Our conversations did not happen all at once. They happened over a period of two weeks. In one of our conversations, I shared with Toni Taylor my experience in graduate school and the insight it gave me into myself. She and I both agreed that what is in an artists soul will surface in the work if that artist created honestly. I knew her work was telling me something about her even though it was elusive. Sitting in her home the last time we met, surrounded by her works and listening to her ruminate about her past, I figured out why her work initially intrigued me. It was about redemption. The way our conversation had gone that day, I ended up asking her something like Given what you have experienced in the past, what are you trying to accomplish in doing all these paintings about all this stuff? Her response was something like I guess I am trying to redeem myself from my past life. Upon that revelation our eyes locked wide open on each other and we both said Aaah, redemption! The connection was made.
Toni Taylor, Dragon
Year of the Dragon, by Toni Taylor. All rights reserved.
Toni Taylor, Tantrika
Tantrika, by Toni Taylor. All rights reserved.
Whereas redemption resides in my process, it resides in Toni Taylor's choice of characters and subject matter. Collectively, her work focuses primarily on the female. Whether hybrid creatures that are half woman and half dragon, depictions of goddesses from various belief systems, or just pure figments of her fascinating imagination, her females are almost always aggressive in their femininity, sensuous in their demeanor, and seemingly empathetic to all living organisms. In Year of the Dragon, Toni depicts a bronze-skinned, feminine creature that is half human and half dragon. Crawling on all fours with arms and legs, the terminal extremities of her limbs are not hands and feet but razor-sharp talons. With silver mane flowing from the crown of her horned head down to the tip of her serpentine tail, the creature is shown descending from a celestial crystal mountain with a huge red pearl clutched in her left talon. According to the artist, the pearl she is carrying is the Pearl of Wisdom from Chinese lore. It can only be won through trial and transformation from what was to something better. Herein lies the concept and process of redemption in Toni Taylor's subject matter. Similar ideas about transformation and renewal surface in many other works albeit through different characters and different mythologies.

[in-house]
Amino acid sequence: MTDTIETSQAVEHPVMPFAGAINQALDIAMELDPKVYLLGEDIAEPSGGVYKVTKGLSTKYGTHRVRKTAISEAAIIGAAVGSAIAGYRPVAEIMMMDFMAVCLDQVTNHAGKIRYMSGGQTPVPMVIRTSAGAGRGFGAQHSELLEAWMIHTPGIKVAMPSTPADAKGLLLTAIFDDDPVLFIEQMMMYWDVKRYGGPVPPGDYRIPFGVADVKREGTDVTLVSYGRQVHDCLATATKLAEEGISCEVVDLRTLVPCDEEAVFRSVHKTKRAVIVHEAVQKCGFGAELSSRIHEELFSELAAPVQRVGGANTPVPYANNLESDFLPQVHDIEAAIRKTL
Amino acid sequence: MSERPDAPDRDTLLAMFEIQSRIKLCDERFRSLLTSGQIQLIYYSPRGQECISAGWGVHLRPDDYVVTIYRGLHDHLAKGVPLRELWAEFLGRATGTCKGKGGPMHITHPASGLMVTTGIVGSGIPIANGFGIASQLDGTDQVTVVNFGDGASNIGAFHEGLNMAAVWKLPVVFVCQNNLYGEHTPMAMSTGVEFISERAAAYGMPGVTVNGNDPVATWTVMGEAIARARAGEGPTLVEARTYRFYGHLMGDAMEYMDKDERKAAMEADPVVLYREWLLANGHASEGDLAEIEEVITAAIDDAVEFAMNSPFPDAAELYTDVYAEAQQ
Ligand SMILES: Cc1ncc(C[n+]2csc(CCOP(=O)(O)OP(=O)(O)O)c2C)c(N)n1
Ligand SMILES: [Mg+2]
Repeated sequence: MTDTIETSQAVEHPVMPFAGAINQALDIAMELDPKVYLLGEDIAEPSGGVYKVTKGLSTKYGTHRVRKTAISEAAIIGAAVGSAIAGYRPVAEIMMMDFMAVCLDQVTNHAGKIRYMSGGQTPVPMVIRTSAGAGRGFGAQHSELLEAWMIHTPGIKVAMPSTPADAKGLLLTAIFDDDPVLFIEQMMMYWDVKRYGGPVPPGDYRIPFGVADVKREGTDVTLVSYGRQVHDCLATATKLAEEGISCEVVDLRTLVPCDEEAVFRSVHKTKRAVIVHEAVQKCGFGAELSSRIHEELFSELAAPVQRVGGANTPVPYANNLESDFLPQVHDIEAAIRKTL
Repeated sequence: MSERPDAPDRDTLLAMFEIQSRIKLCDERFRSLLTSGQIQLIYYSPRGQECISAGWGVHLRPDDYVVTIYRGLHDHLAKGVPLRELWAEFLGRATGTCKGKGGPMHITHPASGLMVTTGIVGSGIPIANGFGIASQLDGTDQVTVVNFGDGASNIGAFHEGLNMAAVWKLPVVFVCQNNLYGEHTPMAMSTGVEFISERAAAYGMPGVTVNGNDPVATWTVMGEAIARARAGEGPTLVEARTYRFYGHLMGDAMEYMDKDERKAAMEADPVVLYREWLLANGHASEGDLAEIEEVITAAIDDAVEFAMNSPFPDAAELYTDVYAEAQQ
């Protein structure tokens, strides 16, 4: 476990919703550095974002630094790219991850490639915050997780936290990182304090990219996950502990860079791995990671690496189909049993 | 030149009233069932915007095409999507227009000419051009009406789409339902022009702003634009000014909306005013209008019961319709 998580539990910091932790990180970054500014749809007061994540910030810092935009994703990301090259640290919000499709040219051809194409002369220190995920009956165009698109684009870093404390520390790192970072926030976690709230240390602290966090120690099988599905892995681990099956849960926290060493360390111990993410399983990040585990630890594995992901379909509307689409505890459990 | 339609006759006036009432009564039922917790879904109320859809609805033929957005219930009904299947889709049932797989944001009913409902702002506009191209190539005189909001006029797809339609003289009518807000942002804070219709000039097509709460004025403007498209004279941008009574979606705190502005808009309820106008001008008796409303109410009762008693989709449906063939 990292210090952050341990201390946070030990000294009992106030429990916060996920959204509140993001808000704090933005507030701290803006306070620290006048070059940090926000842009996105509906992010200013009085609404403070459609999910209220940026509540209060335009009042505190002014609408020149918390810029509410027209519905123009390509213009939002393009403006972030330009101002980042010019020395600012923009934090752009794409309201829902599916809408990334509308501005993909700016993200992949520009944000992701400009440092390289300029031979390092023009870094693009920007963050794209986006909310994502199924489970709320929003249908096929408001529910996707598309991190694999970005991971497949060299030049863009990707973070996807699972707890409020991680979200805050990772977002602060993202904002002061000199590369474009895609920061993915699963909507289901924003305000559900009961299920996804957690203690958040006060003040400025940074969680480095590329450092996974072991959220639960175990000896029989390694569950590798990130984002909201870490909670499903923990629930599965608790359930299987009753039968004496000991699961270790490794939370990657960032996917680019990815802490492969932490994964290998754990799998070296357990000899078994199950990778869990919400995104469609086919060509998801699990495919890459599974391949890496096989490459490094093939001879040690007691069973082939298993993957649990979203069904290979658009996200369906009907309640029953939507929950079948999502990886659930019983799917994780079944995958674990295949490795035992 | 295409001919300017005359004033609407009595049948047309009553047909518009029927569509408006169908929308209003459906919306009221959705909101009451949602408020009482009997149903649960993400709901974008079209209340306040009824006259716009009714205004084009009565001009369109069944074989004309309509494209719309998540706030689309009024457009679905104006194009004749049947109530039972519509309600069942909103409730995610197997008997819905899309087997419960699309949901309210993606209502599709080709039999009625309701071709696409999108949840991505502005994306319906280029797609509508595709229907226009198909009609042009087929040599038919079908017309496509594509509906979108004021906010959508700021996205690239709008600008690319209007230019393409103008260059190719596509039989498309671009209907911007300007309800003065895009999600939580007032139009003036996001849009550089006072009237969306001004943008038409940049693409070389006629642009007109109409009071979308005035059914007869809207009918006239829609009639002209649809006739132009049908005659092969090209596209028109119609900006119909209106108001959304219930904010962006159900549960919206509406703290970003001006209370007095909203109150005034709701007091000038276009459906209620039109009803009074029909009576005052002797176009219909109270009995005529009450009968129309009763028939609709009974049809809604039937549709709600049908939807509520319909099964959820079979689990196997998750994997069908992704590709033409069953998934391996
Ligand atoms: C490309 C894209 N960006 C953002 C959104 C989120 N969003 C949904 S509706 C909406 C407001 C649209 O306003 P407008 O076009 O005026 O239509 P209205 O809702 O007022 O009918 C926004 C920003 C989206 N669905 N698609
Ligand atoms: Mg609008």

Although the being in Year of the Dragon is half human and half dragon, one does not get a feeling of fear and uneasiness from her animalistic characteristics. On the contrary, she appears seductively aggressive (although not in the sense of a femme fatale). With her head slightly down and her eyes upturned at the viewer, she is unapologetic in her sensuality. One can see a similar aggressiveness in Tantrika. A Tantrika is a practitioner of the sacred art of Tantra (an Eastern art form which takes intimacy to its highest level, fulfilling spirit as well as body). While the subject matter here is a woman standing before a six-armed sculpture representing symbols of Tantra, the directness of her posture and the details of her taut physique emanate an aura which is a world apart from passivity. Tantrika is about the females authority over her own sexuality, which, in the case of Tantric influences, is sacred and set apart for only the cosmically worthy. That these women are physically and emotionally adept, gracefully and beautifully sexual, and gently nurturing in their demeanor is a testament to the artists aspirations for redefining how people see women. In these characterizations, Toni Taylor has redeemed woman from the prison of stereotypes people often associate with the female gender.

I have said to my students, on many occasions, that when writing essays they must write honestly. While good grammar and diction are essential to quality writing, writings are much more effective when they represent the soul of the writer. Creating art bears the same principle. If one is not an interesting person, their art will not be interesting. Artists who create honestly and share their secret places with viewers have a good chance (regardless of subject matter) to connect with a kindred, parched soul. This is the highest function of human creativity. It reminds us of our dependency on one another as human beings and it affirms our value to the quality of human life.

In trying to redeem ourselves, I think that deep down inside what Toni Taylor and I are trying to do is redeem humanity. This redemption is from what we perceive to be destructive tendencies that slowly erode human compassion and empathy. The undesirable attributes we have (or have had) buried in our own psyches are but manifestations of a much larger human condition. This is our arts greatest challenge and its most noble effort. It serves the purpose of redeeming us specifically and, through that process, emitting a vibrant glow that screams quietly enough to awaken another disillusioned soul. The more we redeem ourselves the more we can redeem others. Redemption through our art is perhaps one of humanitys most saving graces.

Editor's note: Toni Taylor's studio ( is located in the heart of Orlando, Florida. Trent Tomengo ( is a visual artist based in the Orlando metro area and a professor of Humanities at Seminole Community College in Sanford, Florida.
The text content of this article is the intellectual property of Trent Tomengo and may not be copied or re-published without consent. Toni Taylor holds all copyright rights to the images above which may not be copied or re-published without consent
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Brian Owens
(T) 386-956-1724

© 2004 Brian R. Owens (T)386-956-1724